Has any of these "technologies of concern" been provided to other countries? Has India assisted any country of concern with rocket, enrichment, reprocessing or weapons technology?

One wonders if it is this failure to proliferate that allowed the various technology denial regimes to be imposed on India for so long. There was no incentive to lift these embargoes when India itself respected the MTCR and NSG rules.

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Re: India Nuclear News And Discussion

Postby NRao » 22 Aug 2009 05:11

a_bharat wrote:Article by T P Sreenivasan, a former member of the Indian Foreign Service, was India's ambassador to the United Nations and governor for India, IAEA

The US may have no nuclear trade with India

..........................................

The compensation that the US expects is in terms of defence deals with India, which have as much potential, if not more, for job creation and overall growth in trade. The US has, therefore, been diligent about pursuing the end user agreement, without which defence deals would not be possible under the US laws.


http://news.rediff.com/column/2009/aug/ ... -india.htm


Looks like he is right. We should get to know in a month or so ............ the ENR dealings are going on.

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Re: India Nuclear News And Discussion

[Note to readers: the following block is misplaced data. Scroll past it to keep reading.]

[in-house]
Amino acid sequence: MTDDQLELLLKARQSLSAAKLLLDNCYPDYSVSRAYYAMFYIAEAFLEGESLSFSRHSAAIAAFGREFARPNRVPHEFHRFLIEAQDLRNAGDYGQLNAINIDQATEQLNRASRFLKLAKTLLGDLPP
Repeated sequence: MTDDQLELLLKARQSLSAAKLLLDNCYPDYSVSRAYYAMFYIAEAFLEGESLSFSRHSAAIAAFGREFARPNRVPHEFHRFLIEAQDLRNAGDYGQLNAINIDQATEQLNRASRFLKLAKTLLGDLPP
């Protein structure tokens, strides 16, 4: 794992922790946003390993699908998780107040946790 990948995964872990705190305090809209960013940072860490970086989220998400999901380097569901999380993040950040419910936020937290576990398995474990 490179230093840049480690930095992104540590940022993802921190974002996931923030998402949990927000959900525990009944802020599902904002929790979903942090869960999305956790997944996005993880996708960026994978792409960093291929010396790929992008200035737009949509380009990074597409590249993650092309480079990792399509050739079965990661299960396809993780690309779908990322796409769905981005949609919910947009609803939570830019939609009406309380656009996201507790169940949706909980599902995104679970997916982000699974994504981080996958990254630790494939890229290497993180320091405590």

Postby Hari Seldon » 22 Aug 2009 07:28

One wonders if it is this failure to proliferate that allowed the various technology denial regimes to be imposed on India for so long. There was no incentive to lift these embargoes when India itself respected the MTCR and NSG rules.


Wonderfully articulated.

Am sure Dilli is aware. What were they waiting for? Was there any incentive or disincentive not to rock the boat? How long will they continue to wait? Time will tell.

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Re: India Nuclear News And Discussion

Postby Gagan » 22 Aug 2009 07:51

The point is, who was India going to proliferate to? You can't do that to any tom or dick. It has to serve a purpose.
Normally you would like to proliferate to a nation that would be a return of the favor that china has done us by proliferating to pakistan. But while proliferating to the paks, china has also settled its border issues with almost all its neighbors, and is now economically co-opting all or most of its neighbors into its sphere of influence. Even Taiwan, is being silently taken over!
The nations who can become challengers to china - Japan, S Korea, Vietnam, Philippines, are reluctant to up the ante to irk china.

India has done most things late, when the bus had long departed. When India should have been proliferating, it was still at the stage of developing the tech. This applies to nuclear weapons, missiles, military hardware, economy in general.